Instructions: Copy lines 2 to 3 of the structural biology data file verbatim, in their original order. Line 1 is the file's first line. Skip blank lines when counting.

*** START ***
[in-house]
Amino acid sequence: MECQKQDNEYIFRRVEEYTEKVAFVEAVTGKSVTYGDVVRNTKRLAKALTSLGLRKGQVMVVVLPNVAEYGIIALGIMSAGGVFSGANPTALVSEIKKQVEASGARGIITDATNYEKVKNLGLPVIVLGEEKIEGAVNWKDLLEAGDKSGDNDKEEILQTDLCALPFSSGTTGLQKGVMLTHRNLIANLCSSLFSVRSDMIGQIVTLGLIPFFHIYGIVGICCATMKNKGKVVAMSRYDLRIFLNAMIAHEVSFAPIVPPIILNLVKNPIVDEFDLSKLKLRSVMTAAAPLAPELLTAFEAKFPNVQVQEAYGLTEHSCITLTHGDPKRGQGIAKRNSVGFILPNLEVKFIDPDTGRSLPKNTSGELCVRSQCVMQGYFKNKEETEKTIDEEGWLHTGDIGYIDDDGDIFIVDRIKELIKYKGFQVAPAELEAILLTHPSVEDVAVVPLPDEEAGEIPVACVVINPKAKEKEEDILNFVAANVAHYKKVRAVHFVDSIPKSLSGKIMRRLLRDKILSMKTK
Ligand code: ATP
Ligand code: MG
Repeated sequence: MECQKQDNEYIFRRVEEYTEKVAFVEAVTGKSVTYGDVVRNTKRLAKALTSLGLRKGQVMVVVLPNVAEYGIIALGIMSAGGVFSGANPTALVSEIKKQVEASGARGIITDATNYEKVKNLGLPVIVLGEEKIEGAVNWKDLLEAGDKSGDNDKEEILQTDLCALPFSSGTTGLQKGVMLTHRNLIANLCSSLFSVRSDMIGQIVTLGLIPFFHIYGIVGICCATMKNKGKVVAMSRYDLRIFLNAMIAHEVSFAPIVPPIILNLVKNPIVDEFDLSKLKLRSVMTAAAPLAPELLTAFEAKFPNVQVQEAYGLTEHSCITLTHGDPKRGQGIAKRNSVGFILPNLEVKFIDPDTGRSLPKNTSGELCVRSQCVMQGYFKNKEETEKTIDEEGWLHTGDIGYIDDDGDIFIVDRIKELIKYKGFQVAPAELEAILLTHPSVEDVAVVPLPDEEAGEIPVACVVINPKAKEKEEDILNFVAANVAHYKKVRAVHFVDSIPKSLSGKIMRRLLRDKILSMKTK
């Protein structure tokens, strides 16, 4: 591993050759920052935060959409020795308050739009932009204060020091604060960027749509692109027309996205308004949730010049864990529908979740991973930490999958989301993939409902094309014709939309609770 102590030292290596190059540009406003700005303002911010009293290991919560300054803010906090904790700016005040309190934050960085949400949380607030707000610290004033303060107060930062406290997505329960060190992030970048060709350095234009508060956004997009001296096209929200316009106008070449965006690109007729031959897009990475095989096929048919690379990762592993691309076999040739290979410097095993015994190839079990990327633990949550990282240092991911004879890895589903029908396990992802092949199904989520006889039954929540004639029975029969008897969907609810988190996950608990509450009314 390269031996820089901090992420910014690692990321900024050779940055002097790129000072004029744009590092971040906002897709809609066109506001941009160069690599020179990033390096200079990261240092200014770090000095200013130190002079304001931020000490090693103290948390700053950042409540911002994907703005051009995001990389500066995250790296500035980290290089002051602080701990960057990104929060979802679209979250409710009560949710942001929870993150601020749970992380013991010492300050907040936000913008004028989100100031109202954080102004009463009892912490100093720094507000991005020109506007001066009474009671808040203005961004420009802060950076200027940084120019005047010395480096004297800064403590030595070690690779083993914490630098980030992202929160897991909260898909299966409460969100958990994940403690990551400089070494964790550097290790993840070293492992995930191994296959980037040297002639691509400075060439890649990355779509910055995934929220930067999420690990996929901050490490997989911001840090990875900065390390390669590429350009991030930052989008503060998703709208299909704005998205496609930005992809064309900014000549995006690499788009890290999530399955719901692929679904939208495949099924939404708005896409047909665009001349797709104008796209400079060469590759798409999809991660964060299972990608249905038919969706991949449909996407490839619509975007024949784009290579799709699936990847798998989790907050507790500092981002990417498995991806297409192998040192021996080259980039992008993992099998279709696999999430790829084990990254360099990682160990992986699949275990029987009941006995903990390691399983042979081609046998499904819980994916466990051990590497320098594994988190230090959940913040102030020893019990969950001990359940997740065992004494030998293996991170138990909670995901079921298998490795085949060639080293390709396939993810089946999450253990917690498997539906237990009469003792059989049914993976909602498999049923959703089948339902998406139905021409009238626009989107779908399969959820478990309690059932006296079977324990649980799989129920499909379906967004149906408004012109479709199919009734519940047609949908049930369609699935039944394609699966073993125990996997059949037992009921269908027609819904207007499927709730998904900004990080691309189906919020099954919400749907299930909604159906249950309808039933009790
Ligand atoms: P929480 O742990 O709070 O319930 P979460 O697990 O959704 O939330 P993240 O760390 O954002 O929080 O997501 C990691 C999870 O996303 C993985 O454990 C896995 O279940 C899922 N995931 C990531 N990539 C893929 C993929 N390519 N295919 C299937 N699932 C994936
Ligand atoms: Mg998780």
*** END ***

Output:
Amino acid sequence: MECQKQDNEYIFRRVEEYTEKVAFVEAVTGKSVTYGDVVRNTKRLAKALTSLGLRKGQVMVVVLPNVAEYGIIALGIMSAGGVFSGANPTALVSEIKKQVEASGARGIITDATNYEKVKNLGLPVIVLGEEKIEGAVNWKDLLEAGDKSGDNDKEEILQTDLCALPFSSGTTGLQKGVMLTHRNLIANLCSSLFSVRSDMIGQIVTLGLIPFFHIYGIVGICCATMKNKGKVVAMSRYDLRIFLNAMIAHEVSFAPIVPPIILNLVKNPIVDEFDLSKLKLRSVMTAAAPLAPELLTAFEAKFPNVQVQEAYGLTEHSCITLTHGDPKRGQGIAKRNSVGFILPNLEVKFIDPDTGRSLPKNTSGELCVRSQCVMQGYFKNKEETEKTIDEEGWLHTGDIGYIDDDGDIFIVDRIKELIKYKGFQVAPAELEAILLTHPSVEDVAVVPLPDEEAGEIPVACVVINPKAKEKEEDILNFVAANVAHYKKVRAVHFVDSIPKSLSGKIMRRLLRDKILSMKTK
Ligand code: ATP